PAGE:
Cribbing (Windsucking)- what can I do? - Page 2 - The Horse Forum
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post #11 of 18 Old 08-16-2011, 02:04 PM Thread Starter
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Thank you for your replies everyone! She's turned out 24/7, has hay put out every couple days (more so now the grass is less) and has a feed (chaff, a mix and some oats).

I've just bought some toys for her, as there's not much to do in the field, and she doesn't enjoy running.

Can wind sucking be dangerous (other than maybe causing mouth ulcers and abscesses) I always thought cribbing caused the ulcers, rather than was a result of ulcers, but I will get her checked out.

Apparently she did when she was at the racing stables she was at, so my guess is she was either bored and learned it, copied another horse, or like some believe, it could be common to the breed (tb). Who knows? If it can't cause her serious problems, then I'm not too worried about her doing it (she's not a die hard cribber, I just don't like her doing it if it will harm her.)
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post #12 of 18 Old 08-16-2011, 09:14 PM
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Race horses simply because of their high grain diets and stressful lifestyle are very prone to ulcers. Are you In Aussie? If so look at horse supplies direct for ulcer teatments and try one. Pretty simple way to see if it helps. What sort of mix is she on?
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post #13 of 18 Old 08-17-2011, 12:05 AM
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I don't have much experience at all with horses, but a friend of mine's mare just start cribbing. She's stalled the majority of the day, and she's really started to do a number on her stall.

What kind of ulcers are you guys talking about? I saw someone mentioned trying an ulcer treatment, but what is it and how?
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post #14 of 18 Old 08-17-2011, 05:56 AM
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Welcome to the forum OTTB

If your friend's horse is cribbing, get a vet out to have him checked. You can't start treatment on your own for a symptom he may or may not have.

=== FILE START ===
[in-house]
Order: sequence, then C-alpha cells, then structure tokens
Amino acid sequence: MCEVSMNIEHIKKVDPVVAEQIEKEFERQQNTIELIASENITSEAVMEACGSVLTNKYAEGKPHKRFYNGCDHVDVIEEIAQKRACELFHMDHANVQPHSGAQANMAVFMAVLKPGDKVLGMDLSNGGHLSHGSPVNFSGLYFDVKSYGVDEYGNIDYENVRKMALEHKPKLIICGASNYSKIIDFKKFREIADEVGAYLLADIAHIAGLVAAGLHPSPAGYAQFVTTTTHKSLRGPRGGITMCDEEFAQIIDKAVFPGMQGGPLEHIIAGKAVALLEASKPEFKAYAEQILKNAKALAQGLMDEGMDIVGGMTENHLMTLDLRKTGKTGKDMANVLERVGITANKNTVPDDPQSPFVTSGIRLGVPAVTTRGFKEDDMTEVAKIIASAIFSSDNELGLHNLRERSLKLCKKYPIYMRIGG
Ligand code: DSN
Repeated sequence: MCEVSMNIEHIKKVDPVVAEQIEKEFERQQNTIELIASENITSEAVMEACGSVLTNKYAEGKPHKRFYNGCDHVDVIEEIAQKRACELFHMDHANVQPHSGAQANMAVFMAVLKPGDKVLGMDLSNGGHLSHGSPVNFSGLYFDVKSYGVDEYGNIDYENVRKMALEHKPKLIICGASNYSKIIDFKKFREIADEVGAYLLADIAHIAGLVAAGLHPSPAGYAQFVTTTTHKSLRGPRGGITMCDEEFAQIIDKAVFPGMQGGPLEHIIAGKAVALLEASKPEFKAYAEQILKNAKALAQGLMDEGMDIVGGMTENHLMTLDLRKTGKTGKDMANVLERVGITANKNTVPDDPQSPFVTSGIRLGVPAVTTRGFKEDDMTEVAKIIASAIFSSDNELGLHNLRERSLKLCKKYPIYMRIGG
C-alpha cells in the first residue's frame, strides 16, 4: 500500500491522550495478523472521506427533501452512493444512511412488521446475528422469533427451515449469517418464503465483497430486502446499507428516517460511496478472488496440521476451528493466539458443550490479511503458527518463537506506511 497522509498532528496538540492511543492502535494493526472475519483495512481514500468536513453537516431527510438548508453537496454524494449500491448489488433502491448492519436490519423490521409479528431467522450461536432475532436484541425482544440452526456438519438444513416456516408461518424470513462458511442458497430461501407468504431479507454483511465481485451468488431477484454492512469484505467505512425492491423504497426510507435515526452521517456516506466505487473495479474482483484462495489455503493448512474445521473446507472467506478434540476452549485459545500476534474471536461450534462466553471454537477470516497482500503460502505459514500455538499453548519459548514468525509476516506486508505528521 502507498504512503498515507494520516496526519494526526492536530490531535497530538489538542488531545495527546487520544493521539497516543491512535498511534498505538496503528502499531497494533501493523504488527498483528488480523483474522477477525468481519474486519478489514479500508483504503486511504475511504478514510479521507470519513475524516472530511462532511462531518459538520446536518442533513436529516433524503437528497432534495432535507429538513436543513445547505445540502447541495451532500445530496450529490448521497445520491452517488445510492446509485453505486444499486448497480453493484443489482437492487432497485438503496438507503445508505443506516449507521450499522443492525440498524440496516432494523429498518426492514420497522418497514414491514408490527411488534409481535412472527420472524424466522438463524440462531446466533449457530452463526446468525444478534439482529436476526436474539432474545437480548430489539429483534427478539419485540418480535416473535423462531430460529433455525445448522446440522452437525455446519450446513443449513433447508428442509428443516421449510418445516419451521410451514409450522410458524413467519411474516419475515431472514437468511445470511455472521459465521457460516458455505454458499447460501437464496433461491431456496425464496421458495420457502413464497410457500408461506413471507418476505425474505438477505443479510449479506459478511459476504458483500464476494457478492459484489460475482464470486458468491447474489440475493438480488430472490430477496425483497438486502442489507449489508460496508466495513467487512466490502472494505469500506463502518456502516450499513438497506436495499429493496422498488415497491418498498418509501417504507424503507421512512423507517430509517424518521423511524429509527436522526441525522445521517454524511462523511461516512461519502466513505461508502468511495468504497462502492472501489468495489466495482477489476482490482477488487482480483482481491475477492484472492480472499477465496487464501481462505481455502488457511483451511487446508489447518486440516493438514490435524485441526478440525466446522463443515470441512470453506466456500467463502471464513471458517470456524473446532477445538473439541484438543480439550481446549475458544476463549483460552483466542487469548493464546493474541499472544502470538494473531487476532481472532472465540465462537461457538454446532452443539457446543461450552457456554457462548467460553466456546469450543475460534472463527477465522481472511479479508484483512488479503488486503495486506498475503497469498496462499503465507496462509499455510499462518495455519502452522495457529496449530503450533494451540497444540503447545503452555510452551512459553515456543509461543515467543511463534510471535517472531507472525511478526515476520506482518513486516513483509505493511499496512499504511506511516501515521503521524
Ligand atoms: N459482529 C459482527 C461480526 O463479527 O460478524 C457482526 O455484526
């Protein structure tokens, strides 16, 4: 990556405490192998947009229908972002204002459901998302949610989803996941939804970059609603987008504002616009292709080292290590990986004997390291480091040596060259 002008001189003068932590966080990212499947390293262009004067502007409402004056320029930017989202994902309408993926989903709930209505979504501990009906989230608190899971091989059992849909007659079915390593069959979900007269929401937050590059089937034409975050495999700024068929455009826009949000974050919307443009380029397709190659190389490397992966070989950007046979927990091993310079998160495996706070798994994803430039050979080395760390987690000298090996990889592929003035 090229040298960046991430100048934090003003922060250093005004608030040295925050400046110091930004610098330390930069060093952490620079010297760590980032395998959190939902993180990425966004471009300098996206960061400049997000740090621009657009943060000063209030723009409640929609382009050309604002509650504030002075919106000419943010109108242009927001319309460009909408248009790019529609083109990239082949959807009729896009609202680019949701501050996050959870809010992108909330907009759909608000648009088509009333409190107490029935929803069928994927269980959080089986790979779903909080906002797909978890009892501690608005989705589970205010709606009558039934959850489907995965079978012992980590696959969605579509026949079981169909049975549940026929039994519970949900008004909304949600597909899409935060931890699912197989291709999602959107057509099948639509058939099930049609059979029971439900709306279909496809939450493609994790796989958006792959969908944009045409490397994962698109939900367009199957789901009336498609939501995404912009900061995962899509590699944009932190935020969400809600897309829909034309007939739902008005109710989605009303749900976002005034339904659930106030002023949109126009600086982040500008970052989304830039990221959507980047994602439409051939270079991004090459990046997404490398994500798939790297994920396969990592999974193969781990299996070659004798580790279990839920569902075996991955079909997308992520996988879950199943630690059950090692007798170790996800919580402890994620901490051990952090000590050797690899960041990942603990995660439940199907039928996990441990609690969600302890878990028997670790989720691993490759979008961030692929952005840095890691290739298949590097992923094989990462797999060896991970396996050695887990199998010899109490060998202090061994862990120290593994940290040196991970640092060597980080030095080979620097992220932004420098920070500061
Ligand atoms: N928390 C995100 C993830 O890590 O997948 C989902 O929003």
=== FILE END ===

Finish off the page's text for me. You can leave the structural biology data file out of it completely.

I'm not arguing with you, I'm just explaining why I'm right.

Nothing sucks more than that moment during an argument when you realize you're wrong.

It's not always what you say but what they hear.
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post #15 of 18 Old 08-17-2011, 07:59 AM
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OTTB, we are talking about stomach ulcers. It does take a vet to determine if they have them.

It is strange that a horse would suddenly start cribbing. Are you sure this horse is actually cribbing and not just chewing wood? There is a difference.
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post #16 of 18 Old 08-17-2011, 09:25 AM
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Well I know for a fact the horse was not doing it about a month ago. I saw her then and her stall was intact. She's really working a hole down the plywood panel on one side of her stall, so it could just be chewing? She'll also do it to the metal bars on the tie out racks outside. She'll grip it with her front teeth but I don't know what she does about it because the owner makes her stop.

I'll suggest the stomach ulcer check to the owner for the horses next vet visit, but a google search shows that most of them are caused by stress and this horse has anything but stress, except being bored. She's barely even saddled at the moment.
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post #17 of 18 Old 08-17-2011, 01:39 PM Thread Starter
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Location: East Midlands, UK
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Hi guys, thank you for all your replies
Gluey, no I'm in England.

I read a lot about Gastric Ulcers last night, and she doesn't have any of the symptoms stated on all of the sites. However, I've read up on the prevention of them, and they also tie in with the prevention of cribbing - access to decent roughage, and smaller more frequent meals - which will mean the acid is digesting her food (not her stomach lining) and also give her something to do 24/7 so she's not bored.

I've started putting her hay in a net instead of chucking it out in the field in one chunk, meaning it take longer to eat, and makes her work for it. This morning I got there, and instead of finding her cribbing, I found her munching from the hay net. So maybe she was just bored, so I'm going to give her a net every night now.

I've also ordered her some toys, and they'll be getting here tomorrow or friday.

I think it's probably mostly due to her boredom, rather than ulcers, however, I've realised what I need to do to prevent ulcers, which is good, being as prevention is better than cure

Thank you for your help everybody
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post #18 of 18 Old 08-17-2011, 02:17 PM
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I have a 2 yr old who quickly figured out that if he lowers his head the collar will losen up and he can still crib.

And I also have a OTTB that used to crib until we discovered that he had stomach ulcers and we treated him and he's on u-gard daily. Another sympom we noticed was that he was sweating all the time while just in the pasture (in the winter) and he had really loose stool.

You could run a strand of electric along the top of your fence to discourage him from cribbing but that may not be an option. I would start with the cribbing collar first and see, it does work on some horses.
Buckcherry is offline  

crib , crib biting , cribbing , vice , wind sucking

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